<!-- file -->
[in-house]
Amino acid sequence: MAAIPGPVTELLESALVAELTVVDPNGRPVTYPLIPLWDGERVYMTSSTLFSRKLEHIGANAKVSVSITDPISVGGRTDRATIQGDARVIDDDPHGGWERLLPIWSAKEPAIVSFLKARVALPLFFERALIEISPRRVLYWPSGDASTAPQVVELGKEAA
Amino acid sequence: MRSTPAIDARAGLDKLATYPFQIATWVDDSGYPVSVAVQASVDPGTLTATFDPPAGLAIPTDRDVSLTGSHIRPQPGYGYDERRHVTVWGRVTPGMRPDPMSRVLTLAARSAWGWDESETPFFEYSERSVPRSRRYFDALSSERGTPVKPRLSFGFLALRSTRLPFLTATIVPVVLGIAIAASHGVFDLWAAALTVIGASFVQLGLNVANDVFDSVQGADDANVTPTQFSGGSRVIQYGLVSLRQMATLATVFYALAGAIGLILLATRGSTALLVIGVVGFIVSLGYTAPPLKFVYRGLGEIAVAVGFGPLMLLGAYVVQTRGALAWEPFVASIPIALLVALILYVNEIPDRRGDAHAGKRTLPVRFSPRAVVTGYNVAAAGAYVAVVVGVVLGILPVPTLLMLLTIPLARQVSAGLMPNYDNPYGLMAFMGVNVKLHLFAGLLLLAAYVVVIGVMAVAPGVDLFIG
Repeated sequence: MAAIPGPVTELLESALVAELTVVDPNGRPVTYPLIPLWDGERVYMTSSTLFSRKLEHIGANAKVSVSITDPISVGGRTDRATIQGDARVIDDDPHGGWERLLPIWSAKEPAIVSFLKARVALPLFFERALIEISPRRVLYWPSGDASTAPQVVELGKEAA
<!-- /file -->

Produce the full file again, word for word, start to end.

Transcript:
[in-house]
Amino acid sequence: MAAIPGPVTELLESALVAELTVVDPNGRPVTYPLIPLWDGERVYMTSSTLFSRKLEHIGANAKVSVSITDPISVGGRTDRATIQGDARVIDDDPHGGWERLLPIWSAKEPAIVSFLKARVALPLFFERALIEISPRRVLYWPSGDASTAPQVVELGKEAA
Amino acid sequence: MRSTPAIDARAGLDKLATYPFQIATWVDDSGYPVSVAVQASVDPGTLTATFDPPAGLAIPTDRDVSLTGSHIRPQPGYGYDERRHVTVWGRVTPGMRPDPMSRVLTLAARSAWGWDESETPFFEYSERSVPRSRRYFDALSSERGTPVKPRLSFGFLALRSTRLPFLTATIVPVVLGIAIAASHGVFDLWAAALTVIGASFVQLGLNVANDVFDSVQGADDANVTPTQFSGGSRVIQYGLVSLRQMATLATVFYALAGAIGLILLATRGSTALLVIGVVGFIVSLGYTAPPLKFVYRGLGEIAVAVGFGPLMLLGAYVVQTRGALAWEPFVASIPIALLVALILYVNEIPDRRGDAHAGKRTLPVRFSPRAVVTGYNVAAAGAYVAVVVGVVLGILPVPTLLMLLTIPLARQVSAGLMPNYDNPYGLMAFMGVNVKLHLFAGLLLLAAYVVVIGVMAVAPGVDLFIG
Repeated sequence: MAAIPGPVTELLESALVAELTVVDPNGRPVTYPLIPLWDGERVYMTSSTLFSRKLEHIGANAKVSVSITDPISVGGRTDRATIQGDARVIDDDPHGGWERLLPIWSAKEPAIVSFLKARVALPLFFERALIEISPRRVLYWPSGDASTAPQVVELGKEAA